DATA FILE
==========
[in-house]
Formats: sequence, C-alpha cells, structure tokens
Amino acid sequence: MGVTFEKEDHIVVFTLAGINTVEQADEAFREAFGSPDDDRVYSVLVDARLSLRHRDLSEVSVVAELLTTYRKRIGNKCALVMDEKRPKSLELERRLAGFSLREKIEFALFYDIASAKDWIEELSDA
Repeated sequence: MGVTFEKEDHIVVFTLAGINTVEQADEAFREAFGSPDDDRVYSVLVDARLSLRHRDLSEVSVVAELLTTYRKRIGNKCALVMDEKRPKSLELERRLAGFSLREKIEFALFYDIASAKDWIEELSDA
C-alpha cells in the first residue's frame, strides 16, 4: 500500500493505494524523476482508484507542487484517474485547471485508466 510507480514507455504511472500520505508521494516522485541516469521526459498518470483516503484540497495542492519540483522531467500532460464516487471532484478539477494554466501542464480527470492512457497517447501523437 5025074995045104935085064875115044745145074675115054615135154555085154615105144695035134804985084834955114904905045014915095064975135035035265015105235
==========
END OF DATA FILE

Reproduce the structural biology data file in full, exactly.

[in-house]
Formats: sequence, C-alpha cells, structure tokens
Amino acid sequence: MGVTFEKEDHIVVFTLAGINTVEQADEAFREAFGSPDDDRVYSVLVDARLSLRHRDLSEVSVVAELLTTYRKRIGNKCALVMDEKRPKSLELERRLAGFSLREKIEFALFYDIASAKDWIEELSDA
Repeated sequence: MGVTFEKEDHIVVFTLAGINTVEQADEAFREAFGSPDDDRVYSVLVDARLSLRHRDLSEVSVVAELLTTYRKRIGNKCALVMDEKRPKSLELERRLAGFSLREKIEFALFYDIASAKDWIEELSDA
C-alpha cells in the first residue's frame, strides 16, 4: 500500500493505494524523476482508484507542487484517474485547471485508466 510507480514507455504511472500520505508521494516522485541516469521526459498518470483516503484540497495542492519540483522531467500532460464516487471532484478539477494554466501542464480527470492512457497517447501523437 5025074995045104935085064875115044745145074675115054615135154555085154615105144695035134804985084834955114904905045014915095064975135035035265015105235